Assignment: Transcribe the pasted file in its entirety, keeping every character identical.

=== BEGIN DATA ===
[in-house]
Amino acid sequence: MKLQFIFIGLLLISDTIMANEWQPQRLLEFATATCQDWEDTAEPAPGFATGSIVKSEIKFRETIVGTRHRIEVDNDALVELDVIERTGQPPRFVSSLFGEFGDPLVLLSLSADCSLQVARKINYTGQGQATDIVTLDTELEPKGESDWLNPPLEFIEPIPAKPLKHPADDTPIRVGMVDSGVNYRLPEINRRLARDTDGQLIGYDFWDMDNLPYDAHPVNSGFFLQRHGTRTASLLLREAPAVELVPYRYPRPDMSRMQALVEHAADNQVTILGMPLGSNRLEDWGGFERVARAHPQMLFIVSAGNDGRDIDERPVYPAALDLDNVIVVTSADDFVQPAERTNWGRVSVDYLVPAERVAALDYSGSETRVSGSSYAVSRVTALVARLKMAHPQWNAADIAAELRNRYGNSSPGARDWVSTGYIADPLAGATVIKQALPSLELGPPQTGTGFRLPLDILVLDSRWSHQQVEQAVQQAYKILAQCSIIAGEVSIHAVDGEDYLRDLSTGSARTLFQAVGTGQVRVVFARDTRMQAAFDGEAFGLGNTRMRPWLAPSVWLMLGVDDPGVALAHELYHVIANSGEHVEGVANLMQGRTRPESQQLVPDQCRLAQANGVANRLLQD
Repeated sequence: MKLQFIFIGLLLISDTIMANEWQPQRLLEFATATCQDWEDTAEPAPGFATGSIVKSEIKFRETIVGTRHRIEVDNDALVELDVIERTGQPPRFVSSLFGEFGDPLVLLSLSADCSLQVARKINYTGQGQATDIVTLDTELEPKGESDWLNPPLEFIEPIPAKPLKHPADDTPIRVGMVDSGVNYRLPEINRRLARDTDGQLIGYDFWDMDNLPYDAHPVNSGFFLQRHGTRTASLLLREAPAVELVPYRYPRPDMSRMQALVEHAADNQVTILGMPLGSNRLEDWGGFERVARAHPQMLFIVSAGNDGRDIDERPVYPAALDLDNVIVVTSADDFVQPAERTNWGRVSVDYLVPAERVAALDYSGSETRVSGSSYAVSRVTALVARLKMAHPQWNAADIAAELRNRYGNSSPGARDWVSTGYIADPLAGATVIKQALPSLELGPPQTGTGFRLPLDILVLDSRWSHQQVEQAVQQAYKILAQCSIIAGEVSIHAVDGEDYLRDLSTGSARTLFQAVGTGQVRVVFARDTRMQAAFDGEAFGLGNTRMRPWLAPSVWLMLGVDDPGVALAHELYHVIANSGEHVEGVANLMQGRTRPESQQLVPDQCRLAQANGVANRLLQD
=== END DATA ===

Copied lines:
[in-house]
Amino acid sequence: MKLQFIFIGLLLISDTIMANEWQPQRLLEFATATCQDWEDTAEPAPGFATGSIVKSEIKFRETIVGTRHRIEVDNDALVELDVIERTGQPPRFVSSLFGEFGDPLVLLSLSADCSLQVARKINYTGQGQATDIVTLDTELEPKGESDWLNPPLEFIEPIPAKPLKHPADDTPIRVGMVDSGVNYRLPEINRRLARDTDGQLIGYDFWDMDNLPYDAHPVNSGFFLQRHGTRTASLLLREAPAVELVPYRYPRPDMSRMQALVEHAADNQVTILGMPLGSNRLEDWGGFERVARAHPQMLFIVSAGNDGRDIDERPVYPAALDLDNVIVVTSADDFVQPAERTNWGRVSVDYLVPAERVAALDYSGSETRVSGSSYAVSRVTALVARLKMAHPQWNAADIAAELRNRYGNSSPGARDWVSTGYIADPLAGATVIKQALPSLELGPPQTGTGFRLPLDILVLDSRWSHQQVEQAVQQAYKILAQCSIIAGEVSIHAVDGEDYLRDLSTGSARTLFQAVGTGQVRVVFARDTRMQAAFDGEAFGLGNTRMRPWLAPSVWLMLGVDDPGVALAHELYHVIANSGEHVEGVANLMQGRTRPESQQLVPDQCRLAQANGVANRLLQD
Repeated sequence: MKLQFIFIGLLLISDTIMANEWQPQRLLEFATATCQDWEDTAEPAPGFATGSIVKSEIKFRETIVGTRHRIEVDNDALVELDVIERTGQPPRFVSSLFGEFGDPLVLLSLSADCSLQVARKINYTGQGQATDIVTLDTELEPKGESDWLNPPLEFIEPIPAKPLKHPADDTPIRVGMVDSGVNYRLPEINRRLARDTDGQLIGYDFWDMDNLPYDAHPVNSGFFLQRHGTRTASLLLREAPAVELVPYRYPRPDMSRMQALVEHAADNQVTILGMPLGSNRLEDWGGFERVARAHPQMLFIVSAGNDGRDIDERPVYPAALDLDNVIVVTSADDFVQPAERTNWGRVSVDYLVPAERVAALDYSGSETRVSGSSYAVSRVTALVARLKMAHPQWNAADIAAELRNRYGNSSPGARDWVSTGYIADPLAGATVIKQALPSLELGPPQTGTGFRLPLDILVLDSRWSHQQVEQAVQQAYKILAQCSIIAGEVSIHAVDGEDYLRDLSTGSARTLFQAVGTGQVRVVFARDTRMQAAFDGEAFGLGNTRMRPWLAPSVWLMLGVDDPGVALAHELYHVIANSGEHVEGVANLMQGRTRPESQQLVPDQCRLAQANGVANRLLQD